A gene associated with osteoporosis


By LabOnline Staff
Tuesday, 22 September, 2015


Osteoporotic hip fracture

An international research team has uncovered a gene associated with osteoporosis, opening up new opportunities for research into the prevention and treatment of this common medical condition.

Publishing their work in the journal Nature, the team identified a genetic variant near the gene ‘EN1’ as having the strongest effect on bone mineral density (BMD) and fracture. As noted by the researchers, BMD is “highly heritable, a major predictor of osteoporotic fractures, and has been previously associated with common genetic variants as well as rare, population-specific, coding variants”.

Now, using data collected from more than 50,000 people across the world, the team has observed novel non-coding genetic variants with substantial effects on BMD and fracture. According to Associate Professor Scott Wilson, an investigator on the study from The University of Western Australia (UWA), the detailed genetic information available through genome sequencing allowed the researchers to identify rare variants associated with BMD and osteoporosis that could not have been detected by previous studies.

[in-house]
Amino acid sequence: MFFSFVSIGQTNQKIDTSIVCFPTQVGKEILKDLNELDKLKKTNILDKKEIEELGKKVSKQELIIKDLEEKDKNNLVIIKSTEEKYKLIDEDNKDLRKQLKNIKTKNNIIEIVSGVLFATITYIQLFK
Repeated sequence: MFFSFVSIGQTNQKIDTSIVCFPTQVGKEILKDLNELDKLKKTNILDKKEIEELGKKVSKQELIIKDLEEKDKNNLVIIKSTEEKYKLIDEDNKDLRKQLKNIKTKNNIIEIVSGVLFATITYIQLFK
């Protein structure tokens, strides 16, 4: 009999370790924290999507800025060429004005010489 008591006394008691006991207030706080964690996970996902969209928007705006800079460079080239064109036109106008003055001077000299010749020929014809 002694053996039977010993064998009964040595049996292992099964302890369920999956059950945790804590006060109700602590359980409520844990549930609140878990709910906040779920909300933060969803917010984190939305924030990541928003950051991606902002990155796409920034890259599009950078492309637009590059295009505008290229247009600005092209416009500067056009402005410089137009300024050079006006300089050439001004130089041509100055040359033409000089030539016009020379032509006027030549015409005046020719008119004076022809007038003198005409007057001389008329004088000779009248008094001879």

“Our study provides a clear demonstration that uncommon genetic variants can have an important impact on common diseases, as has been demonstrated in the case of EN1 and osteoporosis,” said Associate Professor Wilson.

Osteoporosis causes bone fractures in up to a third of the world’s female population over the course of their lives, with few safe and effective treatments available. The new findings give Associate Professor Wilson and his colleagues hope that “with wider use of genome sequencing technology, we can develop a full understanding of genes associated with osteoporosis”.

QEII Clinical Professor John Walsh, a WA physician treating bone diseases, added that the recent research is enabling us to develop “a much clearer understanding of the underlying physiology and genetic causes of bone diseases”.

“The challenge now is to use this research to make improvements to human health and develop therapies in the future to treat these diseases,” he said.

Image caption: An osteoporotic hip fracture.

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